mary called me to tell me that her house there in santee california was surrounded by fire.
when i got there some of the freeways had been closed for about twenty minutes and yep, there was a slow moving lazy ass line of fire munching its way like a search party arm in arm along the ugly brown desert of san diego.
you could only respect it for its potential. but out there a good 300 yards out, a slave to the santa anas and a whole freeway away from any real danger, it was more of a spectacle than a threat.
but then i got closer to her house and i saw the fire had a brother.
a much bigger brother.
of the 14 deaths created by the 10 fires across california yesterday, 12 died in san diego, and i saw why first hand. it was because that shit was everywhere. long lines. lots of little fires that became bigger and then little again like some crazy amoeba crawling across the sagebrush and weeds and clumps of green crap in the midst of a huge sandbox.
the locals were on their roofs, on their motorhomes, on their car hoods, even on top of soon-to-be burning ridges so they could see this slow moving living walking licking hell coming over the mountain for their dirty asses.
the smoke was thick miles and miles away from the flames. the sun at 1pm was high and red as a danger button. pictures are shabby lies that shouldnt be trusted. the sun was red as a bloodshot eyeball across a smokey room. the wind blew without mercy, advertising the inevitable with ash and soot and flopping bits of paper.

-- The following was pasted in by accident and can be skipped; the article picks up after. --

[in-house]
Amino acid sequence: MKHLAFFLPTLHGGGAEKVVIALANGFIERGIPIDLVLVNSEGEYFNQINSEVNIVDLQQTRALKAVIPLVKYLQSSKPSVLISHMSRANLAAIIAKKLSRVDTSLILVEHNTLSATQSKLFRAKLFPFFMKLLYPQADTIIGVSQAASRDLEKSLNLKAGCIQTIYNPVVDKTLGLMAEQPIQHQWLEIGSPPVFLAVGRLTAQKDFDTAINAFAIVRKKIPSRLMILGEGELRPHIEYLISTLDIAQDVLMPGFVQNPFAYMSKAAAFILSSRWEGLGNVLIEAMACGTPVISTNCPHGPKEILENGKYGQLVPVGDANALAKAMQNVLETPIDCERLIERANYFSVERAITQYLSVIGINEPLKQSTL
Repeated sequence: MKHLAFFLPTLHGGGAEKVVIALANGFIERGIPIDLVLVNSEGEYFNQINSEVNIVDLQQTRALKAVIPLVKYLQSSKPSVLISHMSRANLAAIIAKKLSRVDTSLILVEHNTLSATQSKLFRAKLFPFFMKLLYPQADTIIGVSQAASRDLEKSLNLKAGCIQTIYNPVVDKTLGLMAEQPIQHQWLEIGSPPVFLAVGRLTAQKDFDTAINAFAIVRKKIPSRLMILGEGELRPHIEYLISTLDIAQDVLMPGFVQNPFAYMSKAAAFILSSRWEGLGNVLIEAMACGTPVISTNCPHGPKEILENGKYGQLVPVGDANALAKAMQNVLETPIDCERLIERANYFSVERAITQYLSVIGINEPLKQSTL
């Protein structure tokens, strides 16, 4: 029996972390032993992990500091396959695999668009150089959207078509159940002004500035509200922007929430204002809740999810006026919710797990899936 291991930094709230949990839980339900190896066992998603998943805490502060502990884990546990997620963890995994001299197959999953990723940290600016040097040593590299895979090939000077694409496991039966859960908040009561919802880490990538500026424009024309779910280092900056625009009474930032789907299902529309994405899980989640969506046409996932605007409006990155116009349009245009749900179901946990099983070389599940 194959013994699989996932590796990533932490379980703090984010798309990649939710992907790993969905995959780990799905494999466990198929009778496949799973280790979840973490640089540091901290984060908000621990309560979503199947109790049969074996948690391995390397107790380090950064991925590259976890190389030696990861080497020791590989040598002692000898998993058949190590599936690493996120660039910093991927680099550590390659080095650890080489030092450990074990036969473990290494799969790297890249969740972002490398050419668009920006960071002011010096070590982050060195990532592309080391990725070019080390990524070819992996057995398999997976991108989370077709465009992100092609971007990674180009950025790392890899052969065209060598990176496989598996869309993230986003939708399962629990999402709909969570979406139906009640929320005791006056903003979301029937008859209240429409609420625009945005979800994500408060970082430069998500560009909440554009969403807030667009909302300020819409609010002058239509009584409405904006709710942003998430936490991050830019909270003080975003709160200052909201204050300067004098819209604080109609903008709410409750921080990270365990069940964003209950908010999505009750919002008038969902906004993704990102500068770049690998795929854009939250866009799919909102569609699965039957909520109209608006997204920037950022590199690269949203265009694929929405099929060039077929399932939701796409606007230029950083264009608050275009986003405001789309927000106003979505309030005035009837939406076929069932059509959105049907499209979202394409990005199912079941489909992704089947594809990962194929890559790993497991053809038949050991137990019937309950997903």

people were told to pack their shit up but they dallied. people were told to get out of the forest preserve but they were curious. people were told to drive out of town and they said who asked you.
some met up in grocery store parking lots, or schools. the rodeo was packed with animals.
the rural towns of lakeside and santee are rarely talked about in a positive light when compared to some of the more expensive beachside san diego hamlets but present was a sense of resolve and community in these foothills that sadly only tragedies highlight.
everyone was outside even though 5-6 tv stations showed nothing but fire coverage relegating the sunday afternoon football games to a tiny picture-in-picture box in the corner.
and once they were out of their homes, they were talking to neighbors, answering their phones which rang non stop, cell phones, home phones, two way pagers.
people in cars arrived to spread the news. apparently the little brother did jump the highway. the 15 was now closed.
paper nose and mouth masks appeared on people. simple white ones that you’d see on a painter, or a manicurist. some kids wore bandanas. goggles were a good idea.
soon people found that their neighborhoods were without power.
the sprinkling of the roofs continued. people were told to fill their tubs with water, and their sinks, in the case of loss of water pressure. some people put lawn sprinklers right there on their roofs. i loved those people the best.
everyone was talking to each other.
some people were crying.
some people would say i know someone who lives over there pointing to where a series of houses were on fire in the distance.
people had places that they could go, but they didnt want to go, still some packed things in boxes. most people either sat in lawn chairs or on their roofs and watched with their neighbors.
it was all very very quiet.